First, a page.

What Employers Need to Know about the POWR Act

CO Employment Update: What Employers Need to Know about the POWR Act

Companies with Colorado-based employees should be aware of the Protecting Opportunities and Workers’ Rights Act (“POWR Act”) that took effect on August 7, 2023. With the intent of “addressing discriminatory or unfair employment practices pursuant to Colorado’s anti-discrimination laws” (per the Bill’s summary), the POWR Act expands the Colorado Anti-Discrimination Act (“CADA”) and materially changes the current employment discrimination landscape in Colorado.

Key changes include:

  • Broadening the type of conduct that constitutes harassment by rejecting the “severe or pervasive” standard of proof that employees were previously required to meet for claims of harassment
  • Restricting employers’ use of affirmative defenses by specifying requirements employers must meet to assert affirmative defenses to an employee’s proven claim of unlawful harassment by a supervisor
  • Significantly restricting employers’ ability to limit employees’ rights to disclose alleged discriminatory or unfair employment practices
  • Narrowing the affirmative defense related to “no reasonable accommodation” for a disability by removing the requirement that a disability “has a significant impact on the job”
  • Adding protections from discriminatory or unfair employment practices for individuals based on their marital status
  • Increasing employers’ recordkeeping obligations to a period of 5 years from the later of the date the employer created or received the record, the date the personnel action giving rise to the record occurred, or the final disposition of a charge of discrimination or related action

A More Lenient Burden of Proof:

The most substantial change resulting from the POWR Act is redefining what constitutes “harassment.” The Colorado legislature found that the longstanding “’severe or pervasive’ standard … does not take into account the realities of the workplace or the harm that workplace harassment causes.” The POWR Act rejects this higher standard in favor of a standard that expands the definition of “harassment” to “any unwelcome physical or verbal conduct” that is “subjectively offensive to the individual alleging harassment … and is objectively offensive to a reasonable individual who is a member of the same protected class.” The law expressly provides that even “petty slights, minor annoyances, and lack of good manners” can reach the level of harassment when the totality of the circumstances is reviewed.

If an employee proves harassment by a supervisor, the law prevents the employer from asserting an affirmative defense unless the employer can establish that it has “a program that is reasonably designed to prevent harassment, deter future harassers, and protect employees from harassment.” The law specifies that to meet this requirement, an employer must establish that:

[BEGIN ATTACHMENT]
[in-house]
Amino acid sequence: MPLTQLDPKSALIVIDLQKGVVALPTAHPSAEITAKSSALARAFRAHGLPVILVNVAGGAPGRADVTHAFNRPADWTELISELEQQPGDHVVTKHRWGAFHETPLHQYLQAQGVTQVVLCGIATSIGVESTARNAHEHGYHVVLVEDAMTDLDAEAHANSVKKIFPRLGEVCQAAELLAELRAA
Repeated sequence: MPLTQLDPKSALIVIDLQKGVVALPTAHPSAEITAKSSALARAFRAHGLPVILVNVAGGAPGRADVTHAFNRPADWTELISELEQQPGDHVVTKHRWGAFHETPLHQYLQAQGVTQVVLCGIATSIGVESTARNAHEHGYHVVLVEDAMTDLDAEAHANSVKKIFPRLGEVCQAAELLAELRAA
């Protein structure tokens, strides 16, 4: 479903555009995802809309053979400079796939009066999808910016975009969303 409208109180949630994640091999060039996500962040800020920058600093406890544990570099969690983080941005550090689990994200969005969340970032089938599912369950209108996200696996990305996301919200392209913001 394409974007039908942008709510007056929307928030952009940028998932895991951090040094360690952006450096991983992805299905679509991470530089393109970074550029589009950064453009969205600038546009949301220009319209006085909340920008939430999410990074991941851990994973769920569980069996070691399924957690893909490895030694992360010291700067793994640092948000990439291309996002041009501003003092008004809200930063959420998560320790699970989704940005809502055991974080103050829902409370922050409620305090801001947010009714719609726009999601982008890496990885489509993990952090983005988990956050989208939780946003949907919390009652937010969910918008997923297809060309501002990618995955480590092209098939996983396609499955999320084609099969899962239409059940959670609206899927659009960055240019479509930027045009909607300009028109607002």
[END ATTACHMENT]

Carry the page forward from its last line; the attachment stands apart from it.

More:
1. it “takes prompt, reasonable action to investigate or address alleged discriminatory or unfair employment practices” and “when warranted, in response to complaints”,
  2. it “has communicated the existence and details of the program … to both its supervisory and nonsupervisory employees”, and
  3. “[t]he employee has unreasonably failed to take advantage of the employer’s program.”

Limits on Confidentiality Restrictions:

Previously, CADA did not address non-disclosure agreements or otherwise limit confidentiality between employer and employee. The POWR Act has added a new section to CADA to specifically limit an employer’s ability to obtain confidentiality covenants and provides that such nondisclosure provisions are “void” unless:

  1. the provision applies equally to all parties to the agreement,
  2. the provision expressly states that it does not restrict the employee from disclosing underlying facts of any alleged discriminatory or unfair practice, and
  3. the provision expressly states that the disclosure of underlying facts of any alleged discriminatory practice does not constitute disparagement of the employer or others involved,
  4. the agreement including the provision states that “the employer may not seek to enforce the nondisparagement or nondisclosure provisions of the agreement or seek damages” if the employer has disparaged the individual in violation of the nondisparagement provision,
  5. for agreements including a liquidated damages provision, the liquidated damages must be “reasonable and proportionate in light of the anticipated actual economic loss”, must not be punitive, and must be “varied based on the nature or severity of the breach”, and
  6. the agreement includes an addendum, to be signed by all parties, attesting to the compliance with the POWR Act.

While this article only highlights the most significant impacts, the POWR Act has far reaching implications on how employers in Colorado structure their employment policies. Employers should review their anti-discrimination and reporting policies (or implement a policy if one does not exist) to confirm compliance with the new requirements. As well, employers should consider removing confidentiality and nondisparagement provisions from form separation and release agreements and use such provisions only after a case by case review. For questions on the changes and counsel on how to best update your policies, please reach out to Niki Schwab or Brad Schoenfeld.

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